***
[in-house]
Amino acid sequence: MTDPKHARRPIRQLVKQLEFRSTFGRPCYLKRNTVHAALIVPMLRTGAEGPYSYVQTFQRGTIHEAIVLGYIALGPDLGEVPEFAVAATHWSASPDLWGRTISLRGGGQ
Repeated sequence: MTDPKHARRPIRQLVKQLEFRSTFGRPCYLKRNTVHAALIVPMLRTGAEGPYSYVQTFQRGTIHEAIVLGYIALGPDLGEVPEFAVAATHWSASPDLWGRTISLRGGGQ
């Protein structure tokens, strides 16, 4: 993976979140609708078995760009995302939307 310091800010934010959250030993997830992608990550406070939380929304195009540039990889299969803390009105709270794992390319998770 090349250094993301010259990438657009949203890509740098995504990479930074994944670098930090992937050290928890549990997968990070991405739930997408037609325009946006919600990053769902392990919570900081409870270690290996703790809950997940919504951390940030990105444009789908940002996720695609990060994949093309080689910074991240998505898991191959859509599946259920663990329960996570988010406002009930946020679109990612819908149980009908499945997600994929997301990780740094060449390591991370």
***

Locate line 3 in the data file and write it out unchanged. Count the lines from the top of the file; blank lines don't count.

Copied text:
Repeated sequence: MTDPKHARRPIRQLVKQLEFRSTFGRPCYLKRNTVHAALIVPMLRTGAEGPYSYVQTFQRGTIHEAIVLGYIALGPDLGEVPEFAVAATHWSASPDLWGRTISLRGGGQ